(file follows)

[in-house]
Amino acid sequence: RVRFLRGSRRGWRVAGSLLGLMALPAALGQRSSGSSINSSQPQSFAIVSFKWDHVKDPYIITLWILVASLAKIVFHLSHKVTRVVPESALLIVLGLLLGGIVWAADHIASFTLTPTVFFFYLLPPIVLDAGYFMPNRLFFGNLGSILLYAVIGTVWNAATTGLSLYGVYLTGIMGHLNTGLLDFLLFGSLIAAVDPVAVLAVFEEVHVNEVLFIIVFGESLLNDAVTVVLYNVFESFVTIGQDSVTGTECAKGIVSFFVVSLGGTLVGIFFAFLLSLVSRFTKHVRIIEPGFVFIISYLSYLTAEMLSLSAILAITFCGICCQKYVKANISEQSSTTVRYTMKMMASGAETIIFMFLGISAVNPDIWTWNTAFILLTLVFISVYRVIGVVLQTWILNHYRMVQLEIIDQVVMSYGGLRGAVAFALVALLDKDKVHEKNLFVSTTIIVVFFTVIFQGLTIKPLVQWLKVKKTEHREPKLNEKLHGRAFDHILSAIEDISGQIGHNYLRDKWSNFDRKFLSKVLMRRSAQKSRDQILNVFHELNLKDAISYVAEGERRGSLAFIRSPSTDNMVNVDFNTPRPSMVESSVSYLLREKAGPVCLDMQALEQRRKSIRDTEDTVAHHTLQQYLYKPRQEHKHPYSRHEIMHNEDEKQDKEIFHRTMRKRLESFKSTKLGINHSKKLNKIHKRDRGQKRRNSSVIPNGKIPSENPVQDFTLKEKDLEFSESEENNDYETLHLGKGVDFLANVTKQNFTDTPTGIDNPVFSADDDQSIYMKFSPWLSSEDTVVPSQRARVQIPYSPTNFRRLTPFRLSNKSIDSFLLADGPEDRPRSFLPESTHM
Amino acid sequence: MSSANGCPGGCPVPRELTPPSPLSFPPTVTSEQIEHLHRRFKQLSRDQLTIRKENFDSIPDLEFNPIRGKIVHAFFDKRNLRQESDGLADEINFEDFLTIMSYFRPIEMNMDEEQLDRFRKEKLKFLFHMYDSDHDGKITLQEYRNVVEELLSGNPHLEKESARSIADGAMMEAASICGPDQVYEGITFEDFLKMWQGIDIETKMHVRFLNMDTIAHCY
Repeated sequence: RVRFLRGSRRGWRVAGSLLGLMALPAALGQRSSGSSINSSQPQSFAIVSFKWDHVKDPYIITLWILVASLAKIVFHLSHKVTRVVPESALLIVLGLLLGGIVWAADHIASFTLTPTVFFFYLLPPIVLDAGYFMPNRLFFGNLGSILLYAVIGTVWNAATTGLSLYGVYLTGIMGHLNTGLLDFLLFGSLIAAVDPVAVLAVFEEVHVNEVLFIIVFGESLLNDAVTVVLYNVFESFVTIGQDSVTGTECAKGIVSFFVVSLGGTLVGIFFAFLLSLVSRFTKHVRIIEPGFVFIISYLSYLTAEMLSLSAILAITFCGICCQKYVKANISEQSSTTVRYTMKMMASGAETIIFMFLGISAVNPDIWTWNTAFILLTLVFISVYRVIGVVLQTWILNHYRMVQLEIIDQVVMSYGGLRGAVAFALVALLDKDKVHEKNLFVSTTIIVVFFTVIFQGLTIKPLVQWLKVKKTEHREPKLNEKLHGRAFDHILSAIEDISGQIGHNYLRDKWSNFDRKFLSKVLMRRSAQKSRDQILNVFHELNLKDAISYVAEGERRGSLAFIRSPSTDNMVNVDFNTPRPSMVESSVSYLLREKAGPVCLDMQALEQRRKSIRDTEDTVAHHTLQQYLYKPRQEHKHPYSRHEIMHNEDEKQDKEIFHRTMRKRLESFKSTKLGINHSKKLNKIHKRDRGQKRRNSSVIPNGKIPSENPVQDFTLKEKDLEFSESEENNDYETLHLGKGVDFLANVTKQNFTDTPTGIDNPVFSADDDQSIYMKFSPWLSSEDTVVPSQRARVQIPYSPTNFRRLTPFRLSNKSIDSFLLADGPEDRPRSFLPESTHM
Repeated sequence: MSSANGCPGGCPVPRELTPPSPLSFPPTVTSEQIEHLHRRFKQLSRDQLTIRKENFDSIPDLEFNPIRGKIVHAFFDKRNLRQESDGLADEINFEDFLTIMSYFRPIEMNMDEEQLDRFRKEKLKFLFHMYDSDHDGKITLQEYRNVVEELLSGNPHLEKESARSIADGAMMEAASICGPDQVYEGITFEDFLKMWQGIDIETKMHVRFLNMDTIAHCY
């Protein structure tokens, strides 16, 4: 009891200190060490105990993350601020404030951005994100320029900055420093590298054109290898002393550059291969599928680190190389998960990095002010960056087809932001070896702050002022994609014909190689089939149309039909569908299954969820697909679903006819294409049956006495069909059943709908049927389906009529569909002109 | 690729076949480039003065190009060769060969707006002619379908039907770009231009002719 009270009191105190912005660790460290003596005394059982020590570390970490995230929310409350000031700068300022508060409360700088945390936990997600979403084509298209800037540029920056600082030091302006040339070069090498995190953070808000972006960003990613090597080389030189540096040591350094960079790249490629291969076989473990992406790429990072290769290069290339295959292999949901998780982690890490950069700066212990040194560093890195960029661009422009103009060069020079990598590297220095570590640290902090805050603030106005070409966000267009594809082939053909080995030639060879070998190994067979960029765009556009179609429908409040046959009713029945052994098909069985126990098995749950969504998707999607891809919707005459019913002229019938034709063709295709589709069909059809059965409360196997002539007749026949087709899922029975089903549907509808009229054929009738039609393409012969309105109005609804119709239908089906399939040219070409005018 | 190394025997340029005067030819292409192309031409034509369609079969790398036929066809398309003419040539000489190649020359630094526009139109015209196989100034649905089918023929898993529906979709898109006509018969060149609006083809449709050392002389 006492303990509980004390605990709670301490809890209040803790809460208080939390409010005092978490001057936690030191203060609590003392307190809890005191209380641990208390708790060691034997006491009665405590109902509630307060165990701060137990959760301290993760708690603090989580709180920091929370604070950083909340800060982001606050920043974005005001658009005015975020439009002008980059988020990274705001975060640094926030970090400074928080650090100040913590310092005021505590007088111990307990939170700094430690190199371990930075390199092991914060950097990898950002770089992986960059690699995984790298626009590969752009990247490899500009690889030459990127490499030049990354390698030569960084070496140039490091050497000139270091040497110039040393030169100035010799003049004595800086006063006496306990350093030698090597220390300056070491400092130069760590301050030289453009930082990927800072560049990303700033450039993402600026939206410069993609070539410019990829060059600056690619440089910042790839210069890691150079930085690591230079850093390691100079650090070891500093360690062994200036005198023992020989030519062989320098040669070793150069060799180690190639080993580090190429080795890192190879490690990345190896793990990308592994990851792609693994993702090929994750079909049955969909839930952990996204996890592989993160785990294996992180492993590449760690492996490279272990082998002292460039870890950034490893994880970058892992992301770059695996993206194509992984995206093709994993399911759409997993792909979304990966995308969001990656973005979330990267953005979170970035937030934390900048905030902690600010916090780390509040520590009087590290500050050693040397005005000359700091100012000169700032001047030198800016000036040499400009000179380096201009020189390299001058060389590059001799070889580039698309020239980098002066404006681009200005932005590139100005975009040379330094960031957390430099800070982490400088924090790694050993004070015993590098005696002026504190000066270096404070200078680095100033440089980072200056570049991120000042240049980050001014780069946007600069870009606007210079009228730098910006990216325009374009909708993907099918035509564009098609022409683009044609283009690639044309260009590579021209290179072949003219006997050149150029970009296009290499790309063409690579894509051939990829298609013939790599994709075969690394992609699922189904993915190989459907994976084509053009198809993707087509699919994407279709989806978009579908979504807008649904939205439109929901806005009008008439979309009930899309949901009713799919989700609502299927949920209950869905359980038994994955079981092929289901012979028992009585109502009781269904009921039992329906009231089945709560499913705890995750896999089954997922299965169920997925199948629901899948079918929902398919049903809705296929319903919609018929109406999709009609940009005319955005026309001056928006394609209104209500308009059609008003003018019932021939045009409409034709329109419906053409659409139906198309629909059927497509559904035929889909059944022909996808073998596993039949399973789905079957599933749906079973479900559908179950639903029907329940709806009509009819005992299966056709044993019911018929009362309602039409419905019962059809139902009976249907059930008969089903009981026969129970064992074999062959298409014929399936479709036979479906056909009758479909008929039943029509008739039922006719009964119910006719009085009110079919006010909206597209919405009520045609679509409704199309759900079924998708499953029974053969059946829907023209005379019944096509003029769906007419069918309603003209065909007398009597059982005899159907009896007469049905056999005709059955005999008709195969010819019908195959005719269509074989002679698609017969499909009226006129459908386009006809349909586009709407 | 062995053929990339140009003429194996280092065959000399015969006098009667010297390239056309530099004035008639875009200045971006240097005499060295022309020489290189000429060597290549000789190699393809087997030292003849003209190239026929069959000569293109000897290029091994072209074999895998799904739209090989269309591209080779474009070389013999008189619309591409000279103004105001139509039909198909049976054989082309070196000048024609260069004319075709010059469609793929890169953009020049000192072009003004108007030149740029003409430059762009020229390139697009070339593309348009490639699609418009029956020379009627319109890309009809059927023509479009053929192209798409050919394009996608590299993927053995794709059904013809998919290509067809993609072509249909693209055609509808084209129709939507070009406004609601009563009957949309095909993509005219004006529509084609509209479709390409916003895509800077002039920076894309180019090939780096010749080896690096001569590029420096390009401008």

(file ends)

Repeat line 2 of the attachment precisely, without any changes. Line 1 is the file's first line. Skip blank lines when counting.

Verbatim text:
Amino acid sequence: RVRFLRGSRRGWRVAGSLLGLMALPAALGQRSSGSSINSSQPQSFAIVSFKWDHVKDPYIITLWILVASLAKIVFHLSHKVTRVVPESALLIVLGLLLGGIVWAADHIASFTLTPTVFFFYLLPPIVLDAGYFMPNRLFFGNLGSILLYAVIGTVWNAATTGLSLYGVYLTGIMGHLNTGLLDFLLFGSLIAAVDPVAVLAVFEEVHVNEVLFIIVFGESLLNDAVTVVLYNVFESFVTIGQDSVTGTECAKGIVSFFVVSLGGTLVGIFFAFLLSLVSRFTKHVRIIEPGFVFIISYLSYLTAEMLSLSAILAITFCGICCQKYVKANISEQSSTTVRYTMKMMASGAETIIFMFLGISAVNPDIWTWNTAFILLTLVFISVYRVIGVVLQTWILNHYRMVQLEIIDQVVMSYGGLRGAVAFALVALLDKDKVHEKNLFVSTTIIVVFFTVIFQGLTIKPLVQWLKVKKTEHREPKLNEKLHGRAFDHILSAIEDISGQIGHNYLRDKWSNFDRKFLSKVLMRRSAQKSRDQILNVFHELNLKDAISYVAEGERRGSLAFIRSPSTDNMVNVDFNTPRPSMVESSVSYLLREKAGPVCLDMQALEQRRKSIRDTEDTVAHHTLQQYLYKPRQEHKHPYSRHEIMHNEDEKQDKEIFHRTMRKRLESFKSTKLGINHSKKLNKIHKRDRGQKRRNSSVIPNGKIPSENPVQDFTLKEKDLEFSESEENNDYETLHLGKGVDFLANVTKQNFTDTPTGIDNPVFSADDDQSIYMKFSPWLSSEDTVVPSQRARVQIPYSPTNFRRLTPFRLSNKSIDSFLLADGPEDRPRSFLPESTHM